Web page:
Skip to main page content
Access keys NCBI Homepage MyNCBI Homepage Main Content Main Navigation
Randomized Controlled Trial
, 17 (1), 150

Transvenous Vagus Nerve Stimulation Does Not Modulate the Innate Immune Response During Experimental Human Endotoxemia: A Randomized Controlled Study

Affiliations
Randomized Controlled Trial

Transvenous Vagus Nerve Stimulation Does Not Modulate the Innate Immune Response During Experimental Human Endotoxemia: A Randomized Controlled Study

Matthijs Kox et al. Arthritis Res Ther.

Abstract

Introduction: Vagus nerve stimulation (VNS) exerts beneficial anti-inflammatory effects in various animal models of inflammation, including collagen-induced arthritis, and is implicated in representing a novel therapy for rheumatoid arthritis. However, evidence of anti-inflammatory effects of VNS in humans is very scarce. Transvenous VNS (tVNS) is a newly developed and less invasive method to stimulate the vagus nerve. In the present study, we determined whether tVNS is a feasible and safe procedure and investigated its putative anti-inflammatory effects during experimental human endotoxemia.

Methods: We performed a randomized double-blind sham-controlled study in healthy male volunteers. A stimulation catheter was inserted in the left internal jugular vein at spinal level C5-C7, adjacent to the vagus nerve. In the tVNS group (n = 10), stimulation was continuously performed for 30 minutes (0-10 V, 1 ms, 20 Hz), starting 10 minutes before intravenous administration of 2 ng kg(-1) Escherichia coli lipopolysaccharide (LPS). Sham-instrumented subjects (n = 10) received no electrical stimulation.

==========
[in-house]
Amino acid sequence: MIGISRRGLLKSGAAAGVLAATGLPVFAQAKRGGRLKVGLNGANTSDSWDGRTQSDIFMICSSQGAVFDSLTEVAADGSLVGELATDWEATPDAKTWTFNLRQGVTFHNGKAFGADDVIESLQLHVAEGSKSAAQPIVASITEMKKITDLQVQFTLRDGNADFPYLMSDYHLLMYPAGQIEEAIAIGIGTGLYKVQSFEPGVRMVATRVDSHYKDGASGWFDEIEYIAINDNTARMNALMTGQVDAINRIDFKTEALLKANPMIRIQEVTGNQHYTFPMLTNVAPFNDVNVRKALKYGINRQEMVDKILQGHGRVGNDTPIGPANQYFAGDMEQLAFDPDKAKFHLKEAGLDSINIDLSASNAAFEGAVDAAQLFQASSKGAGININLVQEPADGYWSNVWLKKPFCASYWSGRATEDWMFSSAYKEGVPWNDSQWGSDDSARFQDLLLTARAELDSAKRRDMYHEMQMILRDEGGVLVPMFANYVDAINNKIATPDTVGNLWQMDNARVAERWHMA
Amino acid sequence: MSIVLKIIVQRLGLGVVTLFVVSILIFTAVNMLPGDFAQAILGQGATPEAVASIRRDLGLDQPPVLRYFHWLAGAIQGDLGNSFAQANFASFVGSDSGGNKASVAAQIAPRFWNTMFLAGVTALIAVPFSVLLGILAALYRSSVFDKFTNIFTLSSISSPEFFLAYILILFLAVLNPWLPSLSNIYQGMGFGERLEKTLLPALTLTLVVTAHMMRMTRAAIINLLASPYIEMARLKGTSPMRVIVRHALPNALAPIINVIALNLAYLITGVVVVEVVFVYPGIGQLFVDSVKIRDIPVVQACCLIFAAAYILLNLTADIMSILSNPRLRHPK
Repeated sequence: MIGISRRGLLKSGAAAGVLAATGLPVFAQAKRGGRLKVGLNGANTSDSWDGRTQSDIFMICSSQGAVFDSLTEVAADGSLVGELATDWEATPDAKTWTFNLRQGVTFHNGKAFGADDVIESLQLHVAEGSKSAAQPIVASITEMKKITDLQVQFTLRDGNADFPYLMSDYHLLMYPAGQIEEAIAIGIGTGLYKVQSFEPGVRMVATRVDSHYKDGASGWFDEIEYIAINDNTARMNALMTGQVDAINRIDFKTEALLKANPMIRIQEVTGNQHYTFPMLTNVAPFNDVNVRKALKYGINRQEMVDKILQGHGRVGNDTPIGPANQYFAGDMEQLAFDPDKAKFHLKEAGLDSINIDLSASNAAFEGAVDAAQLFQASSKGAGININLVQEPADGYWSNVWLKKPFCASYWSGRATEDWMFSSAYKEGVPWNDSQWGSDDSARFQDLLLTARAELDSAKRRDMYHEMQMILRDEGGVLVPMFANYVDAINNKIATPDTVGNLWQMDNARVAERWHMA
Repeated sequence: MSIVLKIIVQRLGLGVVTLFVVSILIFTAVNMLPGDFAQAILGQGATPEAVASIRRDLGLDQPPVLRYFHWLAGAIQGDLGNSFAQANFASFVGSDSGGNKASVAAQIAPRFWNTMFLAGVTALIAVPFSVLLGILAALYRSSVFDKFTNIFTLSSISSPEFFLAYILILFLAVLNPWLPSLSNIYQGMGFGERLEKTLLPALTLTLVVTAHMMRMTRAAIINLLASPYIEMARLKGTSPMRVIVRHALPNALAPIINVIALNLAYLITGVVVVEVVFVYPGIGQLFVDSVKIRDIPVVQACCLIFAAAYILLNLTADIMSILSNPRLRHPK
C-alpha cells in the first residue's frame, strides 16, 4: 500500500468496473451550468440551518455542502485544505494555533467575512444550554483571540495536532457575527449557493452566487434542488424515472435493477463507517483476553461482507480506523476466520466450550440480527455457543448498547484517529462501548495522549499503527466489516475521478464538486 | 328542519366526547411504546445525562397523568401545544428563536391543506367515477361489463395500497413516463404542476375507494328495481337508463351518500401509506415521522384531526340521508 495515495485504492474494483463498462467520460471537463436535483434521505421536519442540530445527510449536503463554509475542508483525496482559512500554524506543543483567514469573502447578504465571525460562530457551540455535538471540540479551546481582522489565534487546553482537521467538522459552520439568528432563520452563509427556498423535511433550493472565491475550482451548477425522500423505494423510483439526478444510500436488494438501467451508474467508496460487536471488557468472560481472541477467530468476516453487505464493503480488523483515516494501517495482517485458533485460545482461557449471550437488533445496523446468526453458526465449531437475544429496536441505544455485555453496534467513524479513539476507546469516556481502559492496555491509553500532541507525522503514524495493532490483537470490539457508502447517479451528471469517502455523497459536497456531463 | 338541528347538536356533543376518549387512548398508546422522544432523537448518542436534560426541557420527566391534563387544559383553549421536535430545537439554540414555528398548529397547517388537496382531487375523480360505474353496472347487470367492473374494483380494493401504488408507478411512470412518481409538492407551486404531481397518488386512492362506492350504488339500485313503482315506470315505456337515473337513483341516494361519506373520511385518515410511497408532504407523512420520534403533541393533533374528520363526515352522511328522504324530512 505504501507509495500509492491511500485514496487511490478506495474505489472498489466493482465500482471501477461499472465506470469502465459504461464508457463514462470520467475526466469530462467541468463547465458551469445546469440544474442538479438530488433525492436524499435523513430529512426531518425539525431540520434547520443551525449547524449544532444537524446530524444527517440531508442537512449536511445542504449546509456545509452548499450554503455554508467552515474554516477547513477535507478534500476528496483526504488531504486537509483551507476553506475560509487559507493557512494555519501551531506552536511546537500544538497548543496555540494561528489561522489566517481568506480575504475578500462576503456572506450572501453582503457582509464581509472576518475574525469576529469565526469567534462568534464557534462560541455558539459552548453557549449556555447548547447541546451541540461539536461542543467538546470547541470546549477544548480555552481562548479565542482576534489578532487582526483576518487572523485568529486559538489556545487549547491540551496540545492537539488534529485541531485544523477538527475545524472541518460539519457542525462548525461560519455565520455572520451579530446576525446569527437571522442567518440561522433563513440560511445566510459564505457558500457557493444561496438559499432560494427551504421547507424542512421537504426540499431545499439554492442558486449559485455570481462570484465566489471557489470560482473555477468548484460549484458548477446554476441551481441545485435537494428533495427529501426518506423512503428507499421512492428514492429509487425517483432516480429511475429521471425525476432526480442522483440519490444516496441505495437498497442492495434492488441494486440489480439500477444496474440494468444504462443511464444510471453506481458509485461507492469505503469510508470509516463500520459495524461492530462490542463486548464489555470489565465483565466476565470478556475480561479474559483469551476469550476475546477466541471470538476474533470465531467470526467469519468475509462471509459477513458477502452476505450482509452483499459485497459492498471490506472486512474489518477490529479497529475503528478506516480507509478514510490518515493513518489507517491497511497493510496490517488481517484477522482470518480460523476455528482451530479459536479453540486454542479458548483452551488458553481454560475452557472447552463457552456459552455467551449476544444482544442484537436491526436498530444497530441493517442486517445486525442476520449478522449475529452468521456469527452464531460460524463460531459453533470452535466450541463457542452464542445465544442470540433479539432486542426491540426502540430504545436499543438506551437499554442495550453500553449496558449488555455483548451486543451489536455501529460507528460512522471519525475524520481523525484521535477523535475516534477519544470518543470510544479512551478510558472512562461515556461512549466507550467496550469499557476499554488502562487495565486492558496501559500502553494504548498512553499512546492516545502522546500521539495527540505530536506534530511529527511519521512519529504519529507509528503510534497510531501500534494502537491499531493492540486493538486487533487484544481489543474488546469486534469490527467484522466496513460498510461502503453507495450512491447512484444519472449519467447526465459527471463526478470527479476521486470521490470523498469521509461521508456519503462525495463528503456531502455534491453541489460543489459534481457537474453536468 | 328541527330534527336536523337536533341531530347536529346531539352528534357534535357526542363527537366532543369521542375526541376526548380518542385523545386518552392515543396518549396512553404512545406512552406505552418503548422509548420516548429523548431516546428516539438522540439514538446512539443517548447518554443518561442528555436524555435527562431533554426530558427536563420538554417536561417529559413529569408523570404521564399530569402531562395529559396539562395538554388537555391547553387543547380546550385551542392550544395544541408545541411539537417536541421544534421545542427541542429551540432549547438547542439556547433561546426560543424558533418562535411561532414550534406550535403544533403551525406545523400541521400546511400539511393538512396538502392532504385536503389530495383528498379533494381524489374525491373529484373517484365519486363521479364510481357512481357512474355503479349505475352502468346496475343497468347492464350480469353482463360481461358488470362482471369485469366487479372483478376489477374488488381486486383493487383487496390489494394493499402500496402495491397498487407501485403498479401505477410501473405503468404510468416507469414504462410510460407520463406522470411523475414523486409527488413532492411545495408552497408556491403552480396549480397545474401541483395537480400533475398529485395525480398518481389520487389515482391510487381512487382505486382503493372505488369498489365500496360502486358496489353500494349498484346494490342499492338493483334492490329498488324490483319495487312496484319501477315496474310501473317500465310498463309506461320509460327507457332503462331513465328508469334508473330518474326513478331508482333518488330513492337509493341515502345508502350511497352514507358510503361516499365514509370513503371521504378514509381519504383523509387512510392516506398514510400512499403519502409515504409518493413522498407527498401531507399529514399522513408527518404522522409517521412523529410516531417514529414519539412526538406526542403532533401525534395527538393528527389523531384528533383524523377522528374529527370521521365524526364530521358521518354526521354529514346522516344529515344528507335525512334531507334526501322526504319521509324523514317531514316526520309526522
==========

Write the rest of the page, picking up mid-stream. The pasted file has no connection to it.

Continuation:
Results: No serious adverse events occurred throughout the study. In the tVNS group, stimulation of the vagus nerve was achieved as indicated by laryngeal vibration. Endotoxemia resulted in fever, flu-like symptoms, and hemodynamic changes that were unaffected by tVNS. Furthermore, plasma levels of inflammatory cytokines increased sharply during endotoxemia, but responses were similar between groups. Finally, cytokine production by leukocytes stimulated with LPS ex vivo, as well as neutrophil phagocytosis capacity, were not influenced by tVNS.

Conclusions: tVNS is feasible and safe, but does not modulate the innate immune response in humans in vivo during experimental human endotoxemia.

Trial registration: Clinicaltrials.gov NCT01944228. Registered 12 September 2013.

Figures

Fig. 1
Fig. 1
Schematic overview of the study procedures. LPS lipopolysaccharide, tVNS transvenous vagus nerve stimulation
Fig. 2
Fig. 2
Hemodynamic parameters, temperature, and symptoms. a Heart rate (HR). b Mean arterial pressure (MAP). c Temperature. d Score of self-reported symptoms. Data are expressed as mean and SEM of 10 subjects per group. The gray box indicates the period in which the (sham) stimulation took place. Within-group changes over time were all highly significant (p < 0.0001 for all parameters in both groups, calculated using repeated measures one-way ANOVA). p-values depicted indicate differences between groups over time calculated using repeated measures two-way ANOVA (interaction term). AU arbitrary units, LPS lipopolysaccharide, tVNS transvenous vagus nerve stimulation